Splinter Productions in association with Threshold present THE VARSITY ALL STARS annual Old Skool Tearout with Marcus Visionary , Medicine Muffin , C64 , Rumbleton , Recoil , Frankie Gunns , Rick Toxic , DJ Oven & Stove and Chris Morelli at Labyrinth Lounge (298 Brunswick), Friday (September 23). $5 before 11:30, $7 after. firstname.lastname@example.org. Rating: NNNNN
Though jungle music may not have the same profile here that it had a decade ago, when Toronto was North America's jungle capital, the genre is still firmly entrenched in our nightlife. Linked up with the healthy warehouse party scene of the 90s, promoters like Pleasure Force established hardcore jungle's raw combination of sped-up breakbeats and bowel-shifting bass pressure as the flavour of choice for an entire generation of partiers. In 1999, the once-underground sound peaked as an industry of epic proportions, with raves like Syrous/Dose's Run DMC event drawing over 15,000 partiers to the International Centre.
Along with nights devoted to pushing current tunes, T.O. promoters like Splinter-Threshold pay deserved attention to the groundbreaking early-90s sound. The crew, made up of Mercedes Lee, Chris Minifie and Ryan Stevens, is gearing up for the fourth year of their annual old-school jam.
"The original thrust for the party was nostalgia," explains Stevens (aka DJ Frankie Gunns), who joined the team two years ago, over the phone. "They wanted to show how the vibe of a real old-school party should be."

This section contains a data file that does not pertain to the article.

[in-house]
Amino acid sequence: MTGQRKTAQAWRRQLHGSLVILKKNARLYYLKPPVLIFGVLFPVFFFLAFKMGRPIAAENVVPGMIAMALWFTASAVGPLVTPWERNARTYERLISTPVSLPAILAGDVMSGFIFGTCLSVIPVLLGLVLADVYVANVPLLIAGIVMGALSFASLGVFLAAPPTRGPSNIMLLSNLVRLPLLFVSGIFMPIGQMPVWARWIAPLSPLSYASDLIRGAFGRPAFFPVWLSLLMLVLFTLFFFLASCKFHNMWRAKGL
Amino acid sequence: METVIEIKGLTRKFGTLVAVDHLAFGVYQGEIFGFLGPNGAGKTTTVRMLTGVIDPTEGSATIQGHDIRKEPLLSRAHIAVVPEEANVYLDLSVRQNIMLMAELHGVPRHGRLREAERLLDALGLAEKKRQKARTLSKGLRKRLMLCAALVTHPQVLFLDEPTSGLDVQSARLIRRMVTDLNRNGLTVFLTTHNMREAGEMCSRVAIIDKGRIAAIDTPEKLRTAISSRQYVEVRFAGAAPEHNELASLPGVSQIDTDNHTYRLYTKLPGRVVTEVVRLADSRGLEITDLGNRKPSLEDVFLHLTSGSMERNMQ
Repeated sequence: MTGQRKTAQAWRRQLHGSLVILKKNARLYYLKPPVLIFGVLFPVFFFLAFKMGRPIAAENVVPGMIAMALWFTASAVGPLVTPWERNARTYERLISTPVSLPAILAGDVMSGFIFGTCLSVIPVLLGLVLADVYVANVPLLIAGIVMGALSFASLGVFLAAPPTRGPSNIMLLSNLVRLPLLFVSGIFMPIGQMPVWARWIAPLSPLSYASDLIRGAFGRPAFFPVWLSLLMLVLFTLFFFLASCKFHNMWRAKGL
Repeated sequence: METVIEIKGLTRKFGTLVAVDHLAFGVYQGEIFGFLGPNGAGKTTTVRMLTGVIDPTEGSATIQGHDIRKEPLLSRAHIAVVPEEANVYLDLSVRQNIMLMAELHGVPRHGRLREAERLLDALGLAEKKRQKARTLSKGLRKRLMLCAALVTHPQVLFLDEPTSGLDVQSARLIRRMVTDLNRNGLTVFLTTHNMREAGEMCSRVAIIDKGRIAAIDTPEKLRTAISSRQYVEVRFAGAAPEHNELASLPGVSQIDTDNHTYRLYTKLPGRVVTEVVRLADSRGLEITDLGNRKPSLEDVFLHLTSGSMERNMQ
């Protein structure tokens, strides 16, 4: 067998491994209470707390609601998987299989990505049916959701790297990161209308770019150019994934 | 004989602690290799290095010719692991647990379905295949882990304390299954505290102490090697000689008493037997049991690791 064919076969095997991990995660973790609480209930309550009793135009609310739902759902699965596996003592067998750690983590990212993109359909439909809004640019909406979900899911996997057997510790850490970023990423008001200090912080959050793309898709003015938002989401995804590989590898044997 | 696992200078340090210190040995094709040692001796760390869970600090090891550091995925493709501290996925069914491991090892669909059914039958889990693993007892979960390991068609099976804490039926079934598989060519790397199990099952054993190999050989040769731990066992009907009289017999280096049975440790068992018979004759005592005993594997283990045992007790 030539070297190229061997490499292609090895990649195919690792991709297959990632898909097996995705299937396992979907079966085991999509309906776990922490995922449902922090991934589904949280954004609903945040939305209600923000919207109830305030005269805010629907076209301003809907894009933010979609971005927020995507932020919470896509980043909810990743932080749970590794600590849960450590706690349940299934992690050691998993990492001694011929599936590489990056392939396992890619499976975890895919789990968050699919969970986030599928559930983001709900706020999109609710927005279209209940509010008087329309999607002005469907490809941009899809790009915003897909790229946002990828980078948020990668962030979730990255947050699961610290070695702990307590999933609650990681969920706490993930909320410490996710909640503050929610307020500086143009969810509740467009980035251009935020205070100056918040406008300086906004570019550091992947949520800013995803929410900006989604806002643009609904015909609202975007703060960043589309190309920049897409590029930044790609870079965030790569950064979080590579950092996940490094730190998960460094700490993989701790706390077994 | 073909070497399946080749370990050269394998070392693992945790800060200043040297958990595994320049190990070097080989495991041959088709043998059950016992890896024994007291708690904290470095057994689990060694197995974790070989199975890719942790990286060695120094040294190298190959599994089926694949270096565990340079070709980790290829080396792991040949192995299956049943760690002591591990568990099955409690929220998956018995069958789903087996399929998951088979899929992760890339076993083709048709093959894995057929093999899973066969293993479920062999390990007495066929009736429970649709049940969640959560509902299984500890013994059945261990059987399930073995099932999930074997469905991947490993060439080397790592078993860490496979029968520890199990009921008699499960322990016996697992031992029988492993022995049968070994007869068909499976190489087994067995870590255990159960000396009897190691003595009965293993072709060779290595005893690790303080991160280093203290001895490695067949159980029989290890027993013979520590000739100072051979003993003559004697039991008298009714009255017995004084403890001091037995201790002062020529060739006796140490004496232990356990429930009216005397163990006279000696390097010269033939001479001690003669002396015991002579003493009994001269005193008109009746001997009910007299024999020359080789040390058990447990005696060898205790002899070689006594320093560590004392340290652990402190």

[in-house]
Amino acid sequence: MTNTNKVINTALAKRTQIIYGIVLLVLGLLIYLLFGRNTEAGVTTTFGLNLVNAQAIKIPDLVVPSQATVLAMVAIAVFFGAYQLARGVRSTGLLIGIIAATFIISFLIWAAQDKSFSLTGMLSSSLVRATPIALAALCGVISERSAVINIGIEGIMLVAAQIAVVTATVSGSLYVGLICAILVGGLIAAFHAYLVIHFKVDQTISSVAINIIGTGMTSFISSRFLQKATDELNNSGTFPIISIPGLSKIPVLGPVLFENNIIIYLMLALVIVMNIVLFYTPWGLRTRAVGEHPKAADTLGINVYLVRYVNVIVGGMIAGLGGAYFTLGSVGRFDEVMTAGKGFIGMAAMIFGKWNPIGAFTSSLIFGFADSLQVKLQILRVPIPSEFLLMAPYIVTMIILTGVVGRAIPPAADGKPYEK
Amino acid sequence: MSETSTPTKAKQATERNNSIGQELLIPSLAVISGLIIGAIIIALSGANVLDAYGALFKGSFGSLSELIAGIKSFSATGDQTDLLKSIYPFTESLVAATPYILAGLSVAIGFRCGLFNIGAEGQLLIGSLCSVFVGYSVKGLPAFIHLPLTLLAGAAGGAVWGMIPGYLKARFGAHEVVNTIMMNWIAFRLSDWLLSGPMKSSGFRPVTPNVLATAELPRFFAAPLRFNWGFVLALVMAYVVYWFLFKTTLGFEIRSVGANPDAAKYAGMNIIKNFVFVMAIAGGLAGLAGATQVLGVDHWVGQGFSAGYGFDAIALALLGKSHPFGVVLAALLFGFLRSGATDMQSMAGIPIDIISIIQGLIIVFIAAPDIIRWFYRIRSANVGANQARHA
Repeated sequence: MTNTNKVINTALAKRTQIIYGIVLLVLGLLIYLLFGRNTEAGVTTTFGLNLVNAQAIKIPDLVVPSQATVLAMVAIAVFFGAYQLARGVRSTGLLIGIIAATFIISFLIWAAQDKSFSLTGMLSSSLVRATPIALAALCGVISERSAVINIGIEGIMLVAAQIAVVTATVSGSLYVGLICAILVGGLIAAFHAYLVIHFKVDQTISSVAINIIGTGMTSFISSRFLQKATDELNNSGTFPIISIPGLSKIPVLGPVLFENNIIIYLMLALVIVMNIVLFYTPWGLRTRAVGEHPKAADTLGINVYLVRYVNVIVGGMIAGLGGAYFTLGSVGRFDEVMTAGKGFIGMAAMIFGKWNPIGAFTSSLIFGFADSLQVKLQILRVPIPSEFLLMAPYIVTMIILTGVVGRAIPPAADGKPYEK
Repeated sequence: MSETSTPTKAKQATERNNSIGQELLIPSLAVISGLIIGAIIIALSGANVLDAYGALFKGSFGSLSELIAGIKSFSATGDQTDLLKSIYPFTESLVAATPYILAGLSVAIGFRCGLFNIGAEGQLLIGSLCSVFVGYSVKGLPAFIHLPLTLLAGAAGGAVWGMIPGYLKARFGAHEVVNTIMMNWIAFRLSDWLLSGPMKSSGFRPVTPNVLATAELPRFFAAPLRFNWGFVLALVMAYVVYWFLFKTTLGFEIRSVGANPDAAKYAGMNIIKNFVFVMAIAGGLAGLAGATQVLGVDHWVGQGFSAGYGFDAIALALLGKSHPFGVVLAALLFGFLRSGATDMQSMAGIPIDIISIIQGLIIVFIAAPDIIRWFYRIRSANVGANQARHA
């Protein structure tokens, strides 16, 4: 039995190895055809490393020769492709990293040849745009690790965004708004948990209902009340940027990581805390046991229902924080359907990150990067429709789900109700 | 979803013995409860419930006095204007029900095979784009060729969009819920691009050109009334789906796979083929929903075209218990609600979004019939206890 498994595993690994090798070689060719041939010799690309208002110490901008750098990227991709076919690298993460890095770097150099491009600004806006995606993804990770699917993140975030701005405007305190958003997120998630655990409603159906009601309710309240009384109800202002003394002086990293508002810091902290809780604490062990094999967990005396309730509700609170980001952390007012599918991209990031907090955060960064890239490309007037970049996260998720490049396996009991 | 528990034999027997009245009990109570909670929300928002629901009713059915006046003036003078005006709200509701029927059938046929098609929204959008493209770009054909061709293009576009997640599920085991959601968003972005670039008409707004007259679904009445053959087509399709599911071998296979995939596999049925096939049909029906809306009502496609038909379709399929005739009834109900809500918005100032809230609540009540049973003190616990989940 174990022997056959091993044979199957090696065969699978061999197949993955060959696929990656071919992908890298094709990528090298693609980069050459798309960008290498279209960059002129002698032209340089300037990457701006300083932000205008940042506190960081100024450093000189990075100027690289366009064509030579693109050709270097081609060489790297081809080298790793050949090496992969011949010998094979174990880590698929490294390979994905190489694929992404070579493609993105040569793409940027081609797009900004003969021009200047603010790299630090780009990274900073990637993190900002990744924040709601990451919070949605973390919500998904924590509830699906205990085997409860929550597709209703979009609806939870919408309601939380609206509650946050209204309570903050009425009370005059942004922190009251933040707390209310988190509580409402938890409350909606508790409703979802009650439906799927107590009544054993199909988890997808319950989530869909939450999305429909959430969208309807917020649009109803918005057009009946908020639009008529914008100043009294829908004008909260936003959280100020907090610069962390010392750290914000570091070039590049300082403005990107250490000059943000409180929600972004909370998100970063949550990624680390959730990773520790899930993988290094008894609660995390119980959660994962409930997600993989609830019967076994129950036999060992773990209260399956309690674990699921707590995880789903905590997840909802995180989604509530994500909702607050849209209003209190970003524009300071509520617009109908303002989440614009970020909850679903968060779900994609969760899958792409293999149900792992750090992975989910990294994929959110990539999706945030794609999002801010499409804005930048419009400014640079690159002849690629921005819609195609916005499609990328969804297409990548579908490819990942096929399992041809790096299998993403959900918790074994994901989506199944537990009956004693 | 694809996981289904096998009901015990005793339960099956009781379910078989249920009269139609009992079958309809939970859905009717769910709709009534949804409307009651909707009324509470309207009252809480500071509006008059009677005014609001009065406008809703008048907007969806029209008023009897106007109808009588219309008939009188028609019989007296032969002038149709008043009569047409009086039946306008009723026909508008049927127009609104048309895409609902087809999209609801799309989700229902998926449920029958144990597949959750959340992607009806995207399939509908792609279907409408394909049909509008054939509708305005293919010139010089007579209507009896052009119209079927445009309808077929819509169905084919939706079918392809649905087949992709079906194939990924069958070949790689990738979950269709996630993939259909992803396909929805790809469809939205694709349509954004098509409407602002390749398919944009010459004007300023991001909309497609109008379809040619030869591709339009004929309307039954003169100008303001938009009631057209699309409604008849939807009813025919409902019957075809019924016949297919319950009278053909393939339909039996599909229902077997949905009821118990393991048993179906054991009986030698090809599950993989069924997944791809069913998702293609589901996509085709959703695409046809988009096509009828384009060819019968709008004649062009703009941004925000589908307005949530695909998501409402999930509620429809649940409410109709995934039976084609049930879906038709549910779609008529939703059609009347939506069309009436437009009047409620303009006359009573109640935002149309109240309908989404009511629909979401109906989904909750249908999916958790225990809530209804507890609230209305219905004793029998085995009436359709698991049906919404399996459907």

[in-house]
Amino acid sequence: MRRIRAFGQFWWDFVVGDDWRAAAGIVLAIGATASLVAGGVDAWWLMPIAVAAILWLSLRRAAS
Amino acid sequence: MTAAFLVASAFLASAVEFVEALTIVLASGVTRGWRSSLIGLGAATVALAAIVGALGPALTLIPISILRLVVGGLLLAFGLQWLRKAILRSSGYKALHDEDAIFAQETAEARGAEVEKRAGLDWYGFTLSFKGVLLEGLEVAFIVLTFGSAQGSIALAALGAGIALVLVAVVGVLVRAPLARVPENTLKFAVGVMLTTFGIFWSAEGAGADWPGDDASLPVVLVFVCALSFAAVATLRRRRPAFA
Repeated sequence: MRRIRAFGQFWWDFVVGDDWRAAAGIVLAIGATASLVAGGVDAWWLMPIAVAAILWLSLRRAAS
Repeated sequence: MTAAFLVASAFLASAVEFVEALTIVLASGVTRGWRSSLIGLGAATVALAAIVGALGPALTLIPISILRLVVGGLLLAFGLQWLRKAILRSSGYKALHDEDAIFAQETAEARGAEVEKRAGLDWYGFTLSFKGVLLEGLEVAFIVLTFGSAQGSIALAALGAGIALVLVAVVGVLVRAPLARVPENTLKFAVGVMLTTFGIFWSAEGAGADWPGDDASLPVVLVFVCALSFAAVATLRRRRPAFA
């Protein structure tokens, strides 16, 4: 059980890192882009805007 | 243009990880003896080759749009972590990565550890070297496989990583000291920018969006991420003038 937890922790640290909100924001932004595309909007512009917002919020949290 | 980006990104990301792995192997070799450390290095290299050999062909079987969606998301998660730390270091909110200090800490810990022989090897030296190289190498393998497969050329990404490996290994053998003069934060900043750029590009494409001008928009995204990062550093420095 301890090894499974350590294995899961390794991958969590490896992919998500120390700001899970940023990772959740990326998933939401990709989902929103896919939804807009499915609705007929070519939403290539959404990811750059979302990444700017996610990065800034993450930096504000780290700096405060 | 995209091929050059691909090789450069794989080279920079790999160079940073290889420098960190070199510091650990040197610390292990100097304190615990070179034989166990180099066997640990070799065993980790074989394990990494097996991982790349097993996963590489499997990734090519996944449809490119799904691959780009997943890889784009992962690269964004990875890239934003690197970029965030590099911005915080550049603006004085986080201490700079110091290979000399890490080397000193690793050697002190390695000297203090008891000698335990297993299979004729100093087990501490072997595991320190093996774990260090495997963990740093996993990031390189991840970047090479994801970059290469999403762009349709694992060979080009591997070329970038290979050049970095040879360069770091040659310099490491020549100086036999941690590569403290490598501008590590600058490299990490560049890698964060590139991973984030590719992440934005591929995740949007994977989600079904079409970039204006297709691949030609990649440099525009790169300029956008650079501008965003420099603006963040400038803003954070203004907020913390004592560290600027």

The promoters promise an in-depth celebration of the early 90s breakbeat era, with vets Marcus Visionary and Medicine Muffin digging deep into the crates to pull out gems in various styles from dark hardcore to ragga jungle.
"It's not gonna be just huge anthems," he cautions, adding, "although we'll probably bring one here and there."
Stevens, who'll be playing a set of 91-93 hardcore alongside Rick Toxic, says the party is equally split between younger kids and the older generation of partiers. "A lot of people you don't really see out any more come out of the woodwork."
Many of the people at today's jungle parties are too young to have attended those early jams, and events like Splinter Force's help expose current heads to music they know and appreciate but don't get to hear when they go out.
"There's a certain raw energy involved in the music from that period," says Stevens. "People just like getting crazy to the old jams once in a while."
Having been at last year's event, where people literally hit the ceiling with enthusiasm, I can guarantee he's telling the truth.